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CryZe

Is there a way to write HLSL 5 Assembly?

5 posts in this topic

Is there a way to write HLSL 5 Assembly? I don't really like the instructions the HLSL compiler compiles. I could hand optimize about 30% of the instructions if I could directly write the assembly instructions.

Just a simple dumb example:
[source lang="cpp"]mov r0.y, l(-8.656170)
mul r1.z, r0.x, r0.y[/source]
r0.y never gets used again after these instructions.

Or that:
[source lang="cpp"]mul r0.y, r0.w, r0.y
mul r0.x, r0.z, r0.x[/source]
instead of:
[source lang="cpp"]mul r0.xy, r0.zw, r0.xy[/source] Edited by CryZe
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AFAIK, HLSL5 assembly is only intended for debugging purposes. I guess you could reverse engineer the byte-code format though...

Keep in mind, this is just an intermediate-assembly format, and the driver will compile it again into real GPU assembly. Also, modern GPUs don't operate on 4-wide vectors any more, so scalar code is competitive.

Usually you can massage your HLSL code to get it to produce the results you want. Can you post some code that compiles to obviously bad assembly?
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Keep in mind that whatever you see for "assembly" on PC for shaders is not really assembly. The driver is going to recompile and optimize the crap out of it on its own, to make it match what the GPU hardware in that card actually uses.

For the former sequence, I don't think mul can take a literal, and if it can, it can't do that on every system.

For the latter sequence, I imagine the driver is going to compile that into the single instruction anyways.
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[quote name='ReaperSMS' timestamp='1344444637' post='4967436']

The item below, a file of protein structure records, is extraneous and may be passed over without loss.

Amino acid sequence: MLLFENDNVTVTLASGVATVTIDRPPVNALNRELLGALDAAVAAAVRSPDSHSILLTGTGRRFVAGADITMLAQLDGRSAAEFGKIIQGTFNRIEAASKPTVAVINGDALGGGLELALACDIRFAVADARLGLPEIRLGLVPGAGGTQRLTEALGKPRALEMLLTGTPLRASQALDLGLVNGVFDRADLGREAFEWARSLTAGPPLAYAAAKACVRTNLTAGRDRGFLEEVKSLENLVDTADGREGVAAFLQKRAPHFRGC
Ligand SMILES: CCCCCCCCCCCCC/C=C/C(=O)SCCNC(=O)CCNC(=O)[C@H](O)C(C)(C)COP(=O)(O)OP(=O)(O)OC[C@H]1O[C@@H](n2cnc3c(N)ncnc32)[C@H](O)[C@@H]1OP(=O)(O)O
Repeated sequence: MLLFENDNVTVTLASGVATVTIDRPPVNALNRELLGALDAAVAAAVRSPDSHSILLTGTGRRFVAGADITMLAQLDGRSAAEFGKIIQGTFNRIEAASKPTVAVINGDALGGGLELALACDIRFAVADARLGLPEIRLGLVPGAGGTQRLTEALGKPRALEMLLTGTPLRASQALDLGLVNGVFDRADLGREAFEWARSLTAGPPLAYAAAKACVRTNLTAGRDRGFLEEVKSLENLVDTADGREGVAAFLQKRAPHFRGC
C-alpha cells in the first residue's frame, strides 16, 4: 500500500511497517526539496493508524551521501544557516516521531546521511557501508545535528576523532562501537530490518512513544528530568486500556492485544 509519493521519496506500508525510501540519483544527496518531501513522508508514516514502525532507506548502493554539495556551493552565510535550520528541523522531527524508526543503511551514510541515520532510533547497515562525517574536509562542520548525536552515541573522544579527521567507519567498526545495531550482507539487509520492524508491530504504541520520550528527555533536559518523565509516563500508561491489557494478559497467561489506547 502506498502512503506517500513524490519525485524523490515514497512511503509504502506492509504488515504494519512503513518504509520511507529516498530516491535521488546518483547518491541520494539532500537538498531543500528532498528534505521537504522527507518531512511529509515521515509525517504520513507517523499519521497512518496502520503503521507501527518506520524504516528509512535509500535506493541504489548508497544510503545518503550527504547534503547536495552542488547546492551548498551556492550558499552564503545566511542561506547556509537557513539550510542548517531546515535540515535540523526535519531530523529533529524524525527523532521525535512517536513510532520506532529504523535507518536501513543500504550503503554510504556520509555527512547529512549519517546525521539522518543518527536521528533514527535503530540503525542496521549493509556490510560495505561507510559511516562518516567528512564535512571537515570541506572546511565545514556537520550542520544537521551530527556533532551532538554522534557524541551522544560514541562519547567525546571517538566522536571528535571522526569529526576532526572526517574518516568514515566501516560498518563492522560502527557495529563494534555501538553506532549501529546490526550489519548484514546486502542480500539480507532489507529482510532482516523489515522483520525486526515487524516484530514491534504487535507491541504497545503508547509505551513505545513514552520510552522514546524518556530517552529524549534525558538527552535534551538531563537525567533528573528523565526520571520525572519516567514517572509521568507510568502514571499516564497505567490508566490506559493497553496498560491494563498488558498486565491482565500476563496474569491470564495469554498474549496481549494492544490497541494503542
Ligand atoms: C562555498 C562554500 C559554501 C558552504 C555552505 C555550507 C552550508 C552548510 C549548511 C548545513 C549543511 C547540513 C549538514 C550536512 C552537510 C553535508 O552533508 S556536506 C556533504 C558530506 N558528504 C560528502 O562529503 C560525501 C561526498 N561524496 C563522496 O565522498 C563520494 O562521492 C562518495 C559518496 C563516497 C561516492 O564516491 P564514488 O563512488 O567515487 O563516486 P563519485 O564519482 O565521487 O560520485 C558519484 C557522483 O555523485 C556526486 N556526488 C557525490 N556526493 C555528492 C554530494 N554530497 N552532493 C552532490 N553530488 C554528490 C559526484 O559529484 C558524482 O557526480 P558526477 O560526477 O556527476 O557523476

The driver is going to recompile and optimize the crap out of it on its own, to make it match what the GPU hardware in that card actually uses.[/quote]

From what I recall I get the impression from some driver writers that they want MORE contextual information than the semi-compiled HLSL bytecode they get as its hard to optimise for the hardware given the VM HLSL targets.
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The only thing further is something akin to the GL * program extensions. I don't recall if AMD's bothered keeping their low level ones up to date, don't know if intel had any to begin with. NVidia's been updating their gpu_program extensions, so if you switched to GL you'd have the option of using that if you wanted to write nvidia specific shaders for everything. That would mean about as much as the above though, since nvidia's hardware hasn't stayed the same over the last decade either.
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Hi CryZe,

[quote name='CryZe' timestamp='1344441922' post='4967424']
Is there a way to write HLSL 5 Assembly? I don't really like the instructions the HLSL compiler compiles. I could hand optimize about 30% of the instructions if I could directly write the assembly instructions.
[/quote]

Unfortunately no, in DirectX 9 it was something you could do, but starting from DirectX 10 upwards you are not able to write shaders in assambly langage anymore, just to read their instructions... It's a pain, I know.. but we'll have to stick to it.

Here's the reference from [url="http://msdn.microsoft.com/en-us/library/windows/desktop/bb205073(v=vs.85).aspx"]MSDN[/url]:

[quote]Porting Shaders
Direct3D 10 Shaders are Authored in HLSL
Direct3D 10 limits the use of assembly language to that of debugging purposes only, therefore any hand written assembly shaders used in Direct3D 9 will need to be converted to HLSL.[/quote]

Cheers!...
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